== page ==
Here’s the initial draft (sort of) of my story for Nature news on the Abel Prize. I blanched when I read the award citation, but in the end this was fun.
Proof of a deep conjecture about algebra and geometry nets Abel Prize
It has been four decades since Belgian mathematician Pierre Deligne completed the work for which he became celebrated, but that fertile contribution to number theory has now earned him the Abel Prize, one of the most prestigious awards in mathematics.
Given annually by the Norwegian Academy of Science and Letters and named after the famous Norwegian mathematician Niels Henrik Abel, the prize is worth 6 million Norwegian krone, or about US$ 1m.
The Academy has rewarded Deligne, who works at the Institute for Advanced Study in Princeton, New Jersey, “for seminal contributions to algebraic geometry and for their transformative impact on number theory, representation theory, and related fields.”
Speaking via webcast on Wednesday, Deligne said he was surprised to learn that he had won the prize. Despite having won major prizes before, he said, he did not spend much time wondering about when the next one would come. “The nice thing about mathematics is doing mathematics,” Deligne said. “The prizes come in addition.”
Deligne has made “many different contributions that have had a huge impact on mathematics for the past 40-50 years”, says Cambridge mathematician Timothy Gowers, who delivered the award address in Olso.
“Usually mathematicians are either theory builders, who develop tools, or problem-solvers, who use those tools to find solutions”, says Peter Sarnak, also at the IAS in Princeton. “Deligne is unusual in being both. He’s got a very special mind.”
Algebraic geometry explores the links between geometric objects and the algebraic equations that describe them – for example, the expression for a circle of radius r, x2+y2=r2. It has proved to have deep connections to many areas of mathematics, particularly the properties of pure integers (number theory).
This last connection is evident in the analogy between the Riemann hypothesis, which describes a relationship between prime numbers, and the so-called Weil conjectures, which were proposed by mathematician André Weil in 1949 – the subject of Deligne’s most famous result.
The Weil conjectures concern objects in algebraic geometry called algebraic varieties, which are the set of solutions of algebraic equations. The number of such solutions can be found from a function called the zeta function. While Riemann’s hypothesis concerns the nature of the Riemann zeta function, which determines how prime numbers are distributed among all the integers, the Weil conjectures specify some of the properties of zeta functions derived from algebraic varieties.
There are four of these conjectures. The first three were proved to be true in the 1960s, but the fourth and hardest – and the direct analogue of the Riemann hypothesis – was proved by Deligne in 1974. The Riemann hypothesis itself remains “the most famous unsolved problems in mathematics”, says Gowers – which is in itself an indication of the significance of Deligne’s proof.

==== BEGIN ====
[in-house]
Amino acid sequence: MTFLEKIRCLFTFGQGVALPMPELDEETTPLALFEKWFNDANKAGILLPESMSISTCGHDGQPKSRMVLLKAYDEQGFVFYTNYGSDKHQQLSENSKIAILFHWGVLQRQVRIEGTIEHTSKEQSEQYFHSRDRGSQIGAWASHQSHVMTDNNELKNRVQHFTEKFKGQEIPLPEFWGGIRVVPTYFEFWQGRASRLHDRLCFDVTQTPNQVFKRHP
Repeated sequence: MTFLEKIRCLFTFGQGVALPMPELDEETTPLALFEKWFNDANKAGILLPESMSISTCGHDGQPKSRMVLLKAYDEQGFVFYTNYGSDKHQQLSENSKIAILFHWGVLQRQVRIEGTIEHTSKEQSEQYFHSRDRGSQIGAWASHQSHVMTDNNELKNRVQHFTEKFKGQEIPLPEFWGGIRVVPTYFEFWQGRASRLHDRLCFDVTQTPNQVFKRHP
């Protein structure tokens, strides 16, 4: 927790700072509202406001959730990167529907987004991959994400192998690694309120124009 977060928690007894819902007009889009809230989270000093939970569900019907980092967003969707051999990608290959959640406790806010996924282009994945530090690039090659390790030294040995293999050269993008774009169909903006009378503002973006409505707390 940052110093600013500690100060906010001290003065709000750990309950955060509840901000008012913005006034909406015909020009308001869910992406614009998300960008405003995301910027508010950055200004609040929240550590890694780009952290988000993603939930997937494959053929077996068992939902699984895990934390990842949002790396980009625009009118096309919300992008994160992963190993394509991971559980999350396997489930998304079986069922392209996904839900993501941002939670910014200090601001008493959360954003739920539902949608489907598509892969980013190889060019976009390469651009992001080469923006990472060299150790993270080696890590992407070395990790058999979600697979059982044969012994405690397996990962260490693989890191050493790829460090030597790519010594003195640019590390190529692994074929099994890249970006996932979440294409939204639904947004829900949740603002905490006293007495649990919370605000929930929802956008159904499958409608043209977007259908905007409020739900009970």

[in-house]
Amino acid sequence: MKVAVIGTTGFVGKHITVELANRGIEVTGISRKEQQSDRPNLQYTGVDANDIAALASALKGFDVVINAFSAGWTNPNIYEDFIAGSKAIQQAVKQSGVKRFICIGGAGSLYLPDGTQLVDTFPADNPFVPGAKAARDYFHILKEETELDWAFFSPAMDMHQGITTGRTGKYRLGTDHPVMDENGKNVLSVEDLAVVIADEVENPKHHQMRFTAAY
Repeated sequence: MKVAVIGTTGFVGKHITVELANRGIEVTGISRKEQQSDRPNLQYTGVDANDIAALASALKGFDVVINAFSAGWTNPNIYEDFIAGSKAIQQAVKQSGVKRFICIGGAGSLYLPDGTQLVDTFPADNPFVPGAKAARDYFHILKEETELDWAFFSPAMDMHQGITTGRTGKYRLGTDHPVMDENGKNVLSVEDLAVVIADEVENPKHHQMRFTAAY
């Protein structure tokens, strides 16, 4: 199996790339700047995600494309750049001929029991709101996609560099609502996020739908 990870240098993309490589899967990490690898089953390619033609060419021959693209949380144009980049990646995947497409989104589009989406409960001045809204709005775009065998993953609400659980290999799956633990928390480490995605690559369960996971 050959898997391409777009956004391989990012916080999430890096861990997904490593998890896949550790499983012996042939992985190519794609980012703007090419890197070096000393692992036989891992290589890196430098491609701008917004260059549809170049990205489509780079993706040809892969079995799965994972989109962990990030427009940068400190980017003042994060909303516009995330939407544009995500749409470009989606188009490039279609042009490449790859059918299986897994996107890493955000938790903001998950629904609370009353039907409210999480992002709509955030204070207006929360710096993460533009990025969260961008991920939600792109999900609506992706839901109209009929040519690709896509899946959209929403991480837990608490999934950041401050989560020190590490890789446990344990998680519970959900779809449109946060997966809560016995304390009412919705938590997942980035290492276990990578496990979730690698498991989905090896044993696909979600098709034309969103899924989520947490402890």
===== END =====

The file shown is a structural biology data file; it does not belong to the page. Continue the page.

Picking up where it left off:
Gowers adds that this proof “completed a long-standing programme” in mathematics. “By solving that”, says Sarnak, “he solved a whole lot of things at once”. For example, the solution also proved a long-standing, recalcitrant conjecture by the famous Indian mathematician Srinivasa Ramanujan.
In finding his proof, Deligne built on the work of his mentor, the German-born mathematician Alexander Grothendieck, who proved the second Weil conjecture in 1965. That work introduced a crucial concept called l-adic cohomology.
The general notion of cohomology, which concerns the topological properties of spaces described by algebraic equations, was itself first developed in the 1920s and 30s, and Weil recognized that it would be needed to prove his hypotheses. Grothendieck laid the foundations for finding the right cohomology, but his student Deligne found the final proof alone – and in a different way from what Grothendieck had imagined.
Deligne’s proof won him the Fields Medal, the “other maths Nobel” besides the Abel Prize, in 1978, and in 1988 he shared the Crafoord Prize with Grothendieck – making him an obvious candidate for the Abel. Since completing the work that secured his reputation, he has applied tools such as l-adic cohomology to extend algebraic geometry and to relate it to other areas of maths. For example, because much of his work is concerned with so-called finite fields – basically modulo arithmetic – it can be applied to the kind of digital logic used in computing. “People in computer science are using his results without even knowing it”, says Sarnak.
“Even if you took away his most famous result on the Weil conjectures”, says Gowers, “you would still be left with a great mathematician.”
Deligne said he had not thought yet about how he would spend the money that came with his Abel Prize, but that he would like to find a way to make it useful for mathematics. “To some extent, I feel that this money belongs to mathematics, not to me.”